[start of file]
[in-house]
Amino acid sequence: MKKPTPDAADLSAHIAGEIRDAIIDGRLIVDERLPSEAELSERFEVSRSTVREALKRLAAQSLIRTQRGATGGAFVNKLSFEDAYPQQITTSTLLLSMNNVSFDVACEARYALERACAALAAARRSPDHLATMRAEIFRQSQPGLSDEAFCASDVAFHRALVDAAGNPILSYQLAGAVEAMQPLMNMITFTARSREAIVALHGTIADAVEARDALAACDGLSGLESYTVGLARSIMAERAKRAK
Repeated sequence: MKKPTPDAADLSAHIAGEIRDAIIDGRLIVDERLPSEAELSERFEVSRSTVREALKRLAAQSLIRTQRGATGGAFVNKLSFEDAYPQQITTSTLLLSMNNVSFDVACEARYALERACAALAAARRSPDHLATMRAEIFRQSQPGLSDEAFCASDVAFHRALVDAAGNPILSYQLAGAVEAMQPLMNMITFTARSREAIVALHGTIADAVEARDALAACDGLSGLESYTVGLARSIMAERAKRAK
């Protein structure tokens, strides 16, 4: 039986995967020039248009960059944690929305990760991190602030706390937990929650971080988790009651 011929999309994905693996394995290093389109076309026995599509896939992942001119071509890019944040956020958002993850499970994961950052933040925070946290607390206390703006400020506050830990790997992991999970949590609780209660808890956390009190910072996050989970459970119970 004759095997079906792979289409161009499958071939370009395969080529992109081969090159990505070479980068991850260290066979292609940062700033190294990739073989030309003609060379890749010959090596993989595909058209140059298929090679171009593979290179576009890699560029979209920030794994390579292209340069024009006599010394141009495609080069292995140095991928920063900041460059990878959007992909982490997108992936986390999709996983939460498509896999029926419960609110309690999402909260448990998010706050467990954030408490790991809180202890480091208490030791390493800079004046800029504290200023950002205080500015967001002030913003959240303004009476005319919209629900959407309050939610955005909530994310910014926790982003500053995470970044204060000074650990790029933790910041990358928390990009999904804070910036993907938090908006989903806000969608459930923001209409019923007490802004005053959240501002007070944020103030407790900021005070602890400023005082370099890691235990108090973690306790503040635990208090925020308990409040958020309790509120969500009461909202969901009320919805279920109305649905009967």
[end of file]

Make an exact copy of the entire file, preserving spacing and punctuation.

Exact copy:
[in-house]
Amino acid sequence: MKKPTPDAADLSAHIAGEIRDAIIDGRLIVDERLPSEAELSERFEVSRSTVREALKRLAAQSLIRTQRGATGGAFVNKLSFEDAYPQQITTSTLLLSMNNVSFDVACEARYALERACAALAAARRSPDHLATMRAEIFRQSQPGLSDEAFCASDVAFHRALVDAAGNPILSYQLAGAVEAMQPLMNMITFTARSREAIVALHGTIADAVEARDALAACDGLSGLESYTVGLARSIMAERAKRAK
Repeated sequence: MKKPTPDAADLSAHIAGEIRDAIIDGRLIVDERLPSEAELSERFEVSRSTVREALKRLAAQSLIRTQRGATGGAFVNKLSFEDAYPQQITTSTLLLSMNNVSFDVACEARYALERACAALAAARRSPDHLATMRAEIFRQSQPGLSDEAFCASDVAFHRALVDAAGNPILSYQLAGAVEAMQPLMNMITFTARSREAIVALHGTIADAVEARDALAACDGLSGLESYTVGLARSIMAERAKRAK
């Protein structure tokens, strides 16, 4: 039986995967020039248009960059944690929305990760991190602030706390937990929650971080988790009651 011929999309994905693996394995290093389109076309026995599509896939992942001119071509890019944040956020958002993850499970994961950052933040925070946290607390206390703006400020506050830990790997992991999970949590609780209660808890956390009190910072996050989970459970119970 004759095997079906792979289409161009499958071939370009395969080529992109081969090159990505070479980068991850260290066979292609940062700033190294990739073989030309003609060379890749010959090596993989595909058209140059298929090679171009593979290179576009890699560029979209920030794994390579292209340069024009006599010394141009495609080069292995140095991928920063900041460059990878959007992909982490997108992936986390999709996983939460498509896999029926419960609110309690999402909260448990998010706050467990954030408490790991809180202890480091208490030791390493800079004046800029504290200023950002205080500015967001002030913003959240303004009476005319919209629900959407309050939610955005909530994310910014926790982003500053995470970044204060000074650990790029933790910041990358928390990009999904804070910036993907938090908006989903806000969608459930923001209409019923007490802004005053959240501002007070944020103030407790900021005070602890400023005082370099890691235990108090973690306790503040635990208090925020308990409040958020309790509120969500009461909202969901009320919805279920109305649905009967």